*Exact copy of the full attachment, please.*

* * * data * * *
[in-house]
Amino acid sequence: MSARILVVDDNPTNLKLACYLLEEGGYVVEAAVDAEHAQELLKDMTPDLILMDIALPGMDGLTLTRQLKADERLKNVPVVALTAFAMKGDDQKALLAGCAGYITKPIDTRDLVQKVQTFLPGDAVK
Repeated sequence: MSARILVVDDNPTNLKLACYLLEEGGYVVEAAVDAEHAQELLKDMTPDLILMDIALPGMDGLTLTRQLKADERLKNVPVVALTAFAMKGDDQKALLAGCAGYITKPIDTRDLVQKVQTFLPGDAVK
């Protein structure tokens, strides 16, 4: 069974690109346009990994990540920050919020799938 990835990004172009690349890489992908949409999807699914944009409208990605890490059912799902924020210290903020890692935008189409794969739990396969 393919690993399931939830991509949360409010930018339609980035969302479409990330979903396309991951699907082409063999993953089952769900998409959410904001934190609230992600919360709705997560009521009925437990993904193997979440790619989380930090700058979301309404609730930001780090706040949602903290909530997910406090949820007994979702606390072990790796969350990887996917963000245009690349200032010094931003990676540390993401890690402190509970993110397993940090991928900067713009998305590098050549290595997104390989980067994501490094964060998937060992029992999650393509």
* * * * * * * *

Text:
[in-house]
Amino acid sequence: MSARILVVDDNPTNLKLACYLLEEGGYVVEAAVDAEHAQELLKDMTPDLILMDIALPGMDGLTLTRQLKADERLKNVPVVALTAFAMKGDDQKALLAGCAGYITKPIDTRDLVQKVQTFLPGDAVK
Repeated sequence: MSARILVVDDNPTNLKLACYLLEEGGYVVEAAVDAEHAQELLKDMTPDLILMDIALPGMDGLTLTRQLKADERLKNVPVVALTAFAMKGDDQKALLAGCAGYITKPIDTRDLVQKVQTFLPGDAVK
């Protein structure tokens, strides 16, 4: 069974690109346009990994990540920050919020799938 990835990004172009690349890489992908949409999807699914944009409208990605890490059912799902924020210290903020890692935008189409794969739990396969 393919690993399931939830991509949360409010930018339609980035969302479409990330979903396309991951699907082409063999993953089952769900998409959410904001934190609230992600919360709705997560009521009925437990993904193997979440790619989380930090700058979301309404609730930001780090706040949602903290909530997910406090949820007994979702606390072990790796969350990887996917963000245009690349200032010094931003990676540390993401890690402190509970993110397993940090991928900067713009998305590098050549290595997104390989980067994501490094964060998937060992029992999650393509």